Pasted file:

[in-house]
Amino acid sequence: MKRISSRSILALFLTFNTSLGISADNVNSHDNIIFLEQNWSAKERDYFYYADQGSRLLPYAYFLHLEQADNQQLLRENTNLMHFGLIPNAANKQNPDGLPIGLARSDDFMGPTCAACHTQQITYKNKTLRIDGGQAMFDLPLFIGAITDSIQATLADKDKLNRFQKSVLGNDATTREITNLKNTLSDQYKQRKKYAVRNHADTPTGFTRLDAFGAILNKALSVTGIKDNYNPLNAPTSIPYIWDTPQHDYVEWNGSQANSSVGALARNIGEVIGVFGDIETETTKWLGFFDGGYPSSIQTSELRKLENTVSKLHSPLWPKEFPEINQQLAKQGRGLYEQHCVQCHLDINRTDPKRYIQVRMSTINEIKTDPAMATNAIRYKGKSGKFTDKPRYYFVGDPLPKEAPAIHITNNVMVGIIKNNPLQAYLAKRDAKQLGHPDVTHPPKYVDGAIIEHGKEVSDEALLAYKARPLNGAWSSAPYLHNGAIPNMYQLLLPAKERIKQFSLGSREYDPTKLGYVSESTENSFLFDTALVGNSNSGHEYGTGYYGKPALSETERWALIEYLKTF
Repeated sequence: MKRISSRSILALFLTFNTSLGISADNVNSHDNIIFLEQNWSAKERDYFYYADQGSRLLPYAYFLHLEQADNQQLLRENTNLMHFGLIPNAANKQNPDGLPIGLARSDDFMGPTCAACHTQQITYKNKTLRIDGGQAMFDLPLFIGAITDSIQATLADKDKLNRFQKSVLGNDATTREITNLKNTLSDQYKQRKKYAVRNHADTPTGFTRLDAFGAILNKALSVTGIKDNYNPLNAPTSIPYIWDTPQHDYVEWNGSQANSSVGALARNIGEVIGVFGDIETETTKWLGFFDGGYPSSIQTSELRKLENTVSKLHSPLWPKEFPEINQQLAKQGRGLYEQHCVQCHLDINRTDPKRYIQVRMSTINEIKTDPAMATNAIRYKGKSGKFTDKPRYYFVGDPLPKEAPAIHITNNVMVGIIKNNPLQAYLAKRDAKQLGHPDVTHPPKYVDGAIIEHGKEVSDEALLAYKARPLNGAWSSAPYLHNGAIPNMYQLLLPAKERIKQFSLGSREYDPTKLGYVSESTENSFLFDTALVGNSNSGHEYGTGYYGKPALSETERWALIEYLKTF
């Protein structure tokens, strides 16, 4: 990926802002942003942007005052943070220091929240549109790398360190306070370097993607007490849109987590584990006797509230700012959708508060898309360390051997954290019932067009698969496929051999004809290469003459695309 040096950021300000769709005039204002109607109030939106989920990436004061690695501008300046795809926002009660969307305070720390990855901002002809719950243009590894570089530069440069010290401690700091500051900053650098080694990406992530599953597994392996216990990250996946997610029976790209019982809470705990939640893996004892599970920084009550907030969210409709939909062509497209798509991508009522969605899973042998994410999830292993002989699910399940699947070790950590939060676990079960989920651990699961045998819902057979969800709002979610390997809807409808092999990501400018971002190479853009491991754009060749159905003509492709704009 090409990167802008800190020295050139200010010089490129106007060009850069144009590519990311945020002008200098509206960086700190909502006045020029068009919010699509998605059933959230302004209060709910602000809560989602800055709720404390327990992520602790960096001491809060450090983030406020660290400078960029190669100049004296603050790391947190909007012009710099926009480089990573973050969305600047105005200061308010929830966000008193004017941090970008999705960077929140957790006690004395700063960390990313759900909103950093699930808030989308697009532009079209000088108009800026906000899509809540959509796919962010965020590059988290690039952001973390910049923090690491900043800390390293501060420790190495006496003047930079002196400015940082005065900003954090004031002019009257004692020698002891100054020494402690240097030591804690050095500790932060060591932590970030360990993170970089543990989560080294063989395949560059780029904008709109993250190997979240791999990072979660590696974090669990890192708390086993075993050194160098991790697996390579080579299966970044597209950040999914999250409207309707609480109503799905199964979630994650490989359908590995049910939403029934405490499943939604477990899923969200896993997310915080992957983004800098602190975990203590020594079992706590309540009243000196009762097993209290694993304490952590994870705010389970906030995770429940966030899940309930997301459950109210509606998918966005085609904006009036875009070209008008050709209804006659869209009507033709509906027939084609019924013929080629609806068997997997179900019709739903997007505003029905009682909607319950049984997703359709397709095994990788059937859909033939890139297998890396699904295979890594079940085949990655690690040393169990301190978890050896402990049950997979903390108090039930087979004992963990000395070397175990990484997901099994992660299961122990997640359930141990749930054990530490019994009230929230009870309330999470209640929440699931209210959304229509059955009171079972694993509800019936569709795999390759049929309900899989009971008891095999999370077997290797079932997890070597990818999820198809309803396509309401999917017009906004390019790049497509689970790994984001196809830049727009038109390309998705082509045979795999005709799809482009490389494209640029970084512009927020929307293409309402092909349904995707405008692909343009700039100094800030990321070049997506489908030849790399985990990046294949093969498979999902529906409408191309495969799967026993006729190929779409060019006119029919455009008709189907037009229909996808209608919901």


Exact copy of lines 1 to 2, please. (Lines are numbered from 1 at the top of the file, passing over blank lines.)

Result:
[in-house]
Amino acid sequence: MKRISSRSILALFLTFNTSLGISADNVNSHDNIIFLEQNWSAKERDYFYYADQGSRLLPYAYFLHLEQADNQQLLRENTNLMHFGLIPNAANKQNPDGLPIGLARSDDFMGPTCAACHTQQITYKNKTLRIDGGQAMFDLPLFIGAITDSIQATLADKDKLNRFQKSVLGNDATTREITNLKNTLSDQYKQRKKYAVRNHADTPTGFTRLDAFGAILNKALSVTGIKDNYNPLNAPTSIPYIWDTPQHDYVEWNGSQANSSVGALARNIGEVIGVFGDIETETTKWLGFFDGGYPSSIQTSELRKLENTVSKLHSPLWPKEFPEINQQLAKQGRGLYEQHCVQCHLDINRTDPKRYIQVRMSTINEIKTDPAMATNAIRYKGKSGKFTDKPRYYFVGDPLPKEAPAIHITNNVMVGIIKNNPLQAYLAKRDAKQLGHPDVTHPPKYVDGAIIEHGKEVSDEALLAYKARPLNGAWSSAPYLHNGAIPNMYQLLLPAKERIKQFSLGSREYDPTKLGYVSESTENSFLFDTALVGNSNSGHEYGTGYYGKPALSETERWALIEYLKTF